Britney Spears Reportedly Requests For Celebrity Attorney Mathew Rosengart To Represent Her After Her Longtime Lawyer Resigns
Now that her longtime attorney, Samuel Ingham, has resigned, reports are saying that Britney Spears wishes celebrity lawyer Mathew Rosengart represented her in court amid her conservatorship battle. Check out the insider details!
This was first reported by TMZ, the outlet claiming that the pop star wants Rosengart to take over the position Ingham used to have on her legal team.
Not only that but, it is being reported that she's already taken necessary steps towards making that wish a reality!
More precisely, she's allegedly already signed documents requesting he takes over as her new lawyer.
The documents supposedly read: 'Pursuant to my statement in open court on June 23, my rights, and my desire to end the above referenced conservatorship as to my father Jamie Spears, it's my desire to choose and retain my counsel, at Greenberg, Traurig, LLP as set forth above.'
If true, that would most likely be a good move for Britney since Mathew has built himself a great reputation in Hollywood as a lawyer to the stars, working in media, commercial and entertainment litigation.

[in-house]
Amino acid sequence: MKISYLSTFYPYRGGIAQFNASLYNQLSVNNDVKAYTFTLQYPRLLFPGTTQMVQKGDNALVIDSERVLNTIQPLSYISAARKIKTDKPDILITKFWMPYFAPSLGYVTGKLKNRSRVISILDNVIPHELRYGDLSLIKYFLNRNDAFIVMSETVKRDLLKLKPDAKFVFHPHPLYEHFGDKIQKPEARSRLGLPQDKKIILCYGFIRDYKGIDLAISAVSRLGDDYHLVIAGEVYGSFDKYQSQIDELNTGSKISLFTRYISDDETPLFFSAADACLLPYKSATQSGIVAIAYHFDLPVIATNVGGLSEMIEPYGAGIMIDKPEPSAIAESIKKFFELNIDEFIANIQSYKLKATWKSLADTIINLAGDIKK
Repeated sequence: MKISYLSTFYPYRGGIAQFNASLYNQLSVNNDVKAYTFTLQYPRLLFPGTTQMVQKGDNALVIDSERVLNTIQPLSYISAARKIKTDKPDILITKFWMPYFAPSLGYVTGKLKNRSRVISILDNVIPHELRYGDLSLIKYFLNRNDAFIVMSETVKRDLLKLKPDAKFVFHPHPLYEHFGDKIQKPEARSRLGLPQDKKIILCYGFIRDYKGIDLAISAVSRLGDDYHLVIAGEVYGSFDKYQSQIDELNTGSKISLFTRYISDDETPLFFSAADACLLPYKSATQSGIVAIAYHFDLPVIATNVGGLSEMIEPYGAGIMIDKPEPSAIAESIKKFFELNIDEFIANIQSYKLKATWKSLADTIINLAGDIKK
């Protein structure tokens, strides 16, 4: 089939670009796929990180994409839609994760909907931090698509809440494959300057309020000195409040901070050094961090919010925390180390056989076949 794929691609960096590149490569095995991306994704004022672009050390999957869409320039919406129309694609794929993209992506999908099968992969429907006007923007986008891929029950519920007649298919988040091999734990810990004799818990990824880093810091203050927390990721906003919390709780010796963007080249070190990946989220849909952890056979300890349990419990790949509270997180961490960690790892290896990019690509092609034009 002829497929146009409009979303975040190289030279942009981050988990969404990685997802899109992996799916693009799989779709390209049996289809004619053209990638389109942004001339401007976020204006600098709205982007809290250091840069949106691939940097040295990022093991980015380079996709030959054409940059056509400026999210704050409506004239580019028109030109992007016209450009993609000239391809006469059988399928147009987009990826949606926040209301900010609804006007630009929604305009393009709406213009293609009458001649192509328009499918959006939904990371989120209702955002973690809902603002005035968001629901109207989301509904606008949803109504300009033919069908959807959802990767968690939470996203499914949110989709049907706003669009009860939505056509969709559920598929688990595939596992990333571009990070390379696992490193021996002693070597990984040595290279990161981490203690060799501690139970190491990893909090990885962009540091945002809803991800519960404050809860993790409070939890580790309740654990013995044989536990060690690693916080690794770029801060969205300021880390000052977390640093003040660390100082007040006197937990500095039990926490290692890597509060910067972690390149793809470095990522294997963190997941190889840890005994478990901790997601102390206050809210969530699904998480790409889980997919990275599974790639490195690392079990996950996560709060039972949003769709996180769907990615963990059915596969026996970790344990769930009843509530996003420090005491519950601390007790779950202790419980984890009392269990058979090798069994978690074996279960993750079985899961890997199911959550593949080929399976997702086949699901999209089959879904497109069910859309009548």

Not only that but, he was even acknowledged as one of Hollywood's Top 100 Attorneys by The Hollywood Reporter this year.
This update comes after the singer's former attorney, Sam Ingham, filed documents in which he was announcing his resignation.
As per Deadline, he wrote: 'It has been over 2 and a half years since Britney and I last talked, at which time she just informed me she wanted to take an indefinite hiatus from work. Earlier today, I became aware Britney had been voicing her intentions to officially retire. As you know, I've never been part of her conservatorship nor its operations, so I'm not privy to many of these details. I was hired at Britney's request to help manage and assist with her career originally. And as her manager, I believe it's in Britney's best interest for me to resign from her team since my professional services are no longer needed.'